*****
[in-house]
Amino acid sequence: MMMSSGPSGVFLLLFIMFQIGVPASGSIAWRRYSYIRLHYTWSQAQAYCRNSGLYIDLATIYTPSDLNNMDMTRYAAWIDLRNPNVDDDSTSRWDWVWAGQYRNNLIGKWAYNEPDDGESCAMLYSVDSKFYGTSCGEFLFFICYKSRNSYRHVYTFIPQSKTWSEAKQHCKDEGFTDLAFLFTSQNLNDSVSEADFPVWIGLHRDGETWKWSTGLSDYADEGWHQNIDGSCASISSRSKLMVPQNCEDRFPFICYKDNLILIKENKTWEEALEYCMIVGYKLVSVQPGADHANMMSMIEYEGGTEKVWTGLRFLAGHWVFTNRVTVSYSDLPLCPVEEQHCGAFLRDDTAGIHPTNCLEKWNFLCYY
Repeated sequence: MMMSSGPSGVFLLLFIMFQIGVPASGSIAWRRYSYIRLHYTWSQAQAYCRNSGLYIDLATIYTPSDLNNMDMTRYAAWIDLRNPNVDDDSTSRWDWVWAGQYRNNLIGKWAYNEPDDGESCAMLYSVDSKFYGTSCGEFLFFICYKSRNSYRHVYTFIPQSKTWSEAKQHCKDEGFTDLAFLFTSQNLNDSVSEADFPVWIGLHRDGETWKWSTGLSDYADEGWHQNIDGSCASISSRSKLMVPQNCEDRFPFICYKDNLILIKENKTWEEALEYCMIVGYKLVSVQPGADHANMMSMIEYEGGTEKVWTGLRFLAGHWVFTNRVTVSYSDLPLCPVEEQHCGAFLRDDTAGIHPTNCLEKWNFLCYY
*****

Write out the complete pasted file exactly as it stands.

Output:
[in-house]
Amino acid sequence: MMMSSGPSGVFLLLFIMFQIGVPASGSIAWRRYSYIRLHYTWSQAQAYCRNSGLYIDLATIYTPSDLNNMDMTRYAAWIDLRNPNVDDDSTSRWDWVWAGQYRNNLIGKWAYNEPDDGESCAMLYSVDSKFYGTSCGEFLFFICYKSRNSYRHVYTFIPQSKTWSEAKQHCKDEGFTDLAFLFTSQNLNDSVSEADFPVWIGLHRDGETWKWSTGLSDYADEGWHQNIDGSCASISSRSKLMVPQNCEDRFPFICYKDNLILIKENKTWEEALEYCMIVGYKLVSVQPGADHANMMSMIEYEGGTEKVWTGLRFLAGHWVFTNRVTVSYSDLPLCPVEEQHCGAFLRDDTAGIHPTNCLEKWNFLCYY
Repeated sequence: MMMSSGPSGVFLLLFIMFQIGVPASGSIAWRRYSYIRLHYTWSQAQAYCRNSGLYIDLATIYTPSDLNNMDMTRYAAWIDLRNPNVDDDSTSRWDWVWAGQYRNNLIGKWAYNEPDDGESCAMLYSVDSKFYGTSCGEFLFFICYKSRNSYRHVYTFIPQSKTWSEAKQHCKDEGFTDLAFLFTSQNLNDSVSEADFPVWIGLHRDGETWKWSTGLSDYADEGWHQNIDGSCASISSRSKLMVPQNCEDRFPFICYKDNLILIKENKTWEEALEYCMIVGYKLVSVQPGADHANMMSMIEYEGGTEKVWTGLRFLAGHWVFTNRVTVSYSDLPLCPVEEQHCGAFLRDDTAGIHPTNCLEKWNFLCYY